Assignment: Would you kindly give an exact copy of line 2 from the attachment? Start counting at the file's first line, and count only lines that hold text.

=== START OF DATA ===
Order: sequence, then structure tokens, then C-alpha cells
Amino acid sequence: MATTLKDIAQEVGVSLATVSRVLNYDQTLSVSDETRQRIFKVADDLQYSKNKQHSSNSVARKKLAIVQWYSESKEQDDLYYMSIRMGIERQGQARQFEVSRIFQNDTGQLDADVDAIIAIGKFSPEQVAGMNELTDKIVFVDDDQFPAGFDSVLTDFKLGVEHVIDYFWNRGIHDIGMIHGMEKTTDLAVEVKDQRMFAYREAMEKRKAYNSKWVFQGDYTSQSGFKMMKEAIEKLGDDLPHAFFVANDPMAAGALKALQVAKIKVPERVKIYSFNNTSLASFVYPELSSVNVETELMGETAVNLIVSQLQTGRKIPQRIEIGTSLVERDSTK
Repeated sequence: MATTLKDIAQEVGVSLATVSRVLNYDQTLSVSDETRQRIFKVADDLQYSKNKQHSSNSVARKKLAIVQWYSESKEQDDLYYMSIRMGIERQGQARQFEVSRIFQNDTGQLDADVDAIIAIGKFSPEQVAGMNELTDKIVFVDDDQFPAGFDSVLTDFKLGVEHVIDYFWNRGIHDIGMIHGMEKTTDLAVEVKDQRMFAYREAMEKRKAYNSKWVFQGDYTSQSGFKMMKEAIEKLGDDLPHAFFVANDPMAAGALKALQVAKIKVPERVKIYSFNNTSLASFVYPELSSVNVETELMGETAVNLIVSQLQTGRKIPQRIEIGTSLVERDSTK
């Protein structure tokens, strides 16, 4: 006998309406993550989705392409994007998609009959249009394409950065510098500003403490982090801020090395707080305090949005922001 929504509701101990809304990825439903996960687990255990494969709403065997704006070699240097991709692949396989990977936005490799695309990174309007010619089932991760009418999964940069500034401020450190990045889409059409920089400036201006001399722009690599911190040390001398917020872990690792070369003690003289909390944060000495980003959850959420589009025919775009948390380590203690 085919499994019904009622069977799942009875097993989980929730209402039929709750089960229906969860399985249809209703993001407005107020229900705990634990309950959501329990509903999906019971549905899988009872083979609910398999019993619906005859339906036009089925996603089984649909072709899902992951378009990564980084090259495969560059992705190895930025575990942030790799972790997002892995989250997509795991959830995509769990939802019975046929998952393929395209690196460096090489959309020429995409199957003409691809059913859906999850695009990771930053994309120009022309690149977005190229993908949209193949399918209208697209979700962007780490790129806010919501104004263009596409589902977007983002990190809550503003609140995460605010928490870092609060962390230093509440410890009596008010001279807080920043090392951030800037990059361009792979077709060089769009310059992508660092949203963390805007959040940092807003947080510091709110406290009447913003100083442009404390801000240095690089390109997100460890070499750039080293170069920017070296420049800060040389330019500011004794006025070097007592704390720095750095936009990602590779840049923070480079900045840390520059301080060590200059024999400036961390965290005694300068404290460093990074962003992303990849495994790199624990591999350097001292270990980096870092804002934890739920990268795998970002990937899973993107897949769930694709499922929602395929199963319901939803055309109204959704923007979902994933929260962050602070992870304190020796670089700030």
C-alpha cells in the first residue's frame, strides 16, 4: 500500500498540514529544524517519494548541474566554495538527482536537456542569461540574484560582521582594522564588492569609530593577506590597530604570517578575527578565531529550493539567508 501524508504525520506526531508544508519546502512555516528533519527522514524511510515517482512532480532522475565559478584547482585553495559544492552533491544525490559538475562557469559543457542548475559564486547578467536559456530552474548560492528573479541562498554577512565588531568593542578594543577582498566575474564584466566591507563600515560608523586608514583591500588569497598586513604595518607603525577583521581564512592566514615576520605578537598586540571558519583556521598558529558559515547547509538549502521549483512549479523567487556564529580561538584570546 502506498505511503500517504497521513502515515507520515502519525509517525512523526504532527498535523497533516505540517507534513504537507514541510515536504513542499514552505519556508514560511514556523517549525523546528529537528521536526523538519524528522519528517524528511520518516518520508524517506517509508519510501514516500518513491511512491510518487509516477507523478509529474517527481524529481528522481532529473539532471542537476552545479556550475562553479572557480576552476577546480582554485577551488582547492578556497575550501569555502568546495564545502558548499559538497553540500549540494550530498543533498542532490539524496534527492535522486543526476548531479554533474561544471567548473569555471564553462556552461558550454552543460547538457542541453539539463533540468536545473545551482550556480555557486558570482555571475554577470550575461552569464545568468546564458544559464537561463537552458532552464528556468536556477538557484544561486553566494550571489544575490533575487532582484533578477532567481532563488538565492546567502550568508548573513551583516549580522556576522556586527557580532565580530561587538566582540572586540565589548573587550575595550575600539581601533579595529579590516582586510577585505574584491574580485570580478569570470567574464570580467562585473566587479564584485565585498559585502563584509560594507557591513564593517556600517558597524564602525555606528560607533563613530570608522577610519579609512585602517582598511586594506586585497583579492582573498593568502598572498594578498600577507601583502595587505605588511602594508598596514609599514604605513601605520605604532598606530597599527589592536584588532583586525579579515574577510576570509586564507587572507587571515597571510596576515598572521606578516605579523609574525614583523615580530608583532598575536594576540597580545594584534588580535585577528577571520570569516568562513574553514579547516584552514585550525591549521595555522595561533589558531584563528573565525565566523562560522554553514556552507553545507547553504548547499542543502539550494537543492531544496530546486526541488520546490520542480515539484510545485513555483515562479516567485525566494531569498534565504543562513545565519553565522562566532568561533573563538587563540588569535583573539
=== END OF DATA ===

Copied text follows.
Amino acid sequence: MATTLKDIAQEVGVSLATVSRVLNYDQTLSVSDETRQRIFKVADDLQYSKNKQHSSNSVARKKLAIVQWYSESKEQDDLYYMSIRMGIERQGQARQFEVSRIFQNDTGQLDADVDAIIAIGKFSPEQVAGMNELTDKIVFVDDDQFPAGFDSVLTDFKLGVEHVIDYFWNRGIHDIGMIHGMEKTTDLAVEVKDQRMFAYREAMEKRKAYNSKWVFQGDYTSQSGFKMMKEAIEKLGDDLPHAFFVANDPMAAGALKALQVAKIKVPERVKIYSFNNTSLASFVYPELSSVNVETELMGETAVNLIVSQLQTGRKIPQRIEIGTSLVERDSTK